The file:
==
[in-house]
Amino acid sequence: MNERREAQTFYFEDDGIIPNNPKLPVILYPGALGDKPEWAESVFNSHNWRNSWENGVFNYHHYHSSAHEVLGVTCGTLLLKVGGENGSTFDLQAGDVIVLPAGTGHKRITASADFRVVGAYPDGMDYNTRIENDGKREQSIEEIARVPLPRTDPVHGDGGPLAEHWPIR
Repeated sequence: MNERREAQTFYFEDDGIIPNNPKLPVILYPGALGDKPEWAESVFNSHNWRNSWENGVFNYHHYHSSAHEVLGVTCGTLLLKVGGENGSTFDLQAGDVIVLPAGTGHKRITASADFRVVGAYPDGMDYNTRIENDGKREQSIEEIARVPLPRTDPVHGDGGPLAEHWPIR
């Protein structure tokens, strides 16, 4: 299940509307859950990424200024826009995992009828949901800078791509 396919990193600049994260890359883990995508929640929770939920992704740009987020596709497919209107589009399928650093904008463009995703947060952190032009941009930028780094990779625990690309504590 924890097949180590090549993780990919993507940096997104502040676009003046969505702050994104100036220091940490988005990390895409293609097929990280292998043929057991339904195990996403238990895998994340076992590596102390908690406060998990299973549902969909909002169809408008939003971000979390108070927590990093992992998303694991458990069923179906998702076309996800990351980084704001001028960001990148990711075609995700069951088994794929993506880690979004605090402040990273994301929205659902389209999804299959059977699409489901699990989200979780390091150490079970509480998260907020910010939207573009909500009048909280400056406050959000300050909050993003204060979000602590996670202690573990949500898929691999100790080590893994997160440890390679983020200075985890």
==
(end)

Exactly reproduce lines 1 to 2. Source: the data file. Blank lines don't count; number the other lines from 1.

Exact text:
[in-house]
Amino acid sequence: MNERREAQTFYFEDDGIIPNNPKLPVILYPGALGDKPEWAESVFNSHNWRNSWENGVFNYHHYHSSAHEVLGVTCGTLLLKVGGENGSTFDLQAGDVIVLPAGTGHKRITASADFRVVGAYPDGMDYNTRIENDGKREQSIEEIARVPLPRTDPVHGDGGPLAEHWPIR